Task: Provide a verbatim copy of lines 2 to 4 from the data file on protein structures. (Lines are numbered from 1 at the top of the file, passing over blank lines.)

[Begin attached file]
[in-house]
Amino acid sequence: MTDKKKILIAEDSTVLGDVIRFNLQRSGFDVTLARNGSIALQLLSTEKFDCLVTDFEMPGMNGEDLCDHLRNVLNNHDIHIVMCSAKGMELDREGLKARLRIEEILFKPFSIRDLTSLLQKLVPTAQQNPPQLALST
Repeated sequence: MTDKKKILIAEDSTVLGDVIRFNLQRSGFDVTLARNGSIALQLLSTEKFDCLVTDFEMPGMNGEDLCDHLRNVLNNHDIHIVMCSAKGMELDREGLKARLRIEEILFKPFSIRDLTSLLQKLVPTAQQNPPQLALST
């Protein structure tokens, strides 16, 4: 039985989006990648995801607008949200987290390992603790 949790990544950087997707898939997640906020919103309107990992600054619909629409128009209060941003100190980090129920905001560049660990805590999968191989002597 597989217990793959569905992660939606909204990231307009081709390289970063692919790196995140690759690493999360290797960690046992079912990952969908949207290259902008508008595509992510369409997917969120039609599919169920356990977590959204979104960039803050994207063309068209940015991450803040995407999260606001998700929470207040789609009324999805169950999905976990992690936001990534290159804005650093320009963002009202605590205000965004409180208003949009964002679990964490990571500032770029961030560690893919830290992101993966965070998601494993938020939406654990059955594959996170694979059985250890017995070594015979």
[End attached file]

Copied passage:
Amino acid sequence: MTDKKKILIAEDSTVLGDVIRFNLQRSGFDVTLARNGSIALQLLSTEKFDCLVTDFEMPGMNGEDLCDHLRNVLNNHDIHIVMCSAKGMELDREGLKARLRIEEILFKPFSIRDLTSLLQKLVPTAQQNPPQLALST
Repeated sequence: MTDKKKILIAEDSTVLGDVIRFNLQRSGFDVTLARNGSIALQLLSTEKFDCLVTDFEMPGMNGEDLCDHLRNVLNNHDIHIVMCSAKGMELDREGLKARLRIEEILFKPFSIRDLTSLLQKLVPTAQQNPPQLALST
């Protein structure tokens, strides 16, 4: 039985989006990648995801607008949200987290390992603790 949790990544950087997707898939997640906020919103309107990992600054619909629409128009209060941003100190980090129920905001560049660990805590999968191989002597 597989217990793959569905992660939606909204990231307009081709390289970063692919790196995140690759690493999360290797960690046992079912990952969908949207290259902008508008595509992510369409997917969120039609599919169920356990977590959204979104960039803050994207063309068209940015991450803040995407999260606001998700929470207040789609009324999805169950999905976990992690936001990534290159804005650093320009963002009202605590205000965004409180208003949009964002679990964490990571500032770029961030560690893919830290992101993966965070998601494993938020939406654990059955594959996170694979059985250890017995070594015979």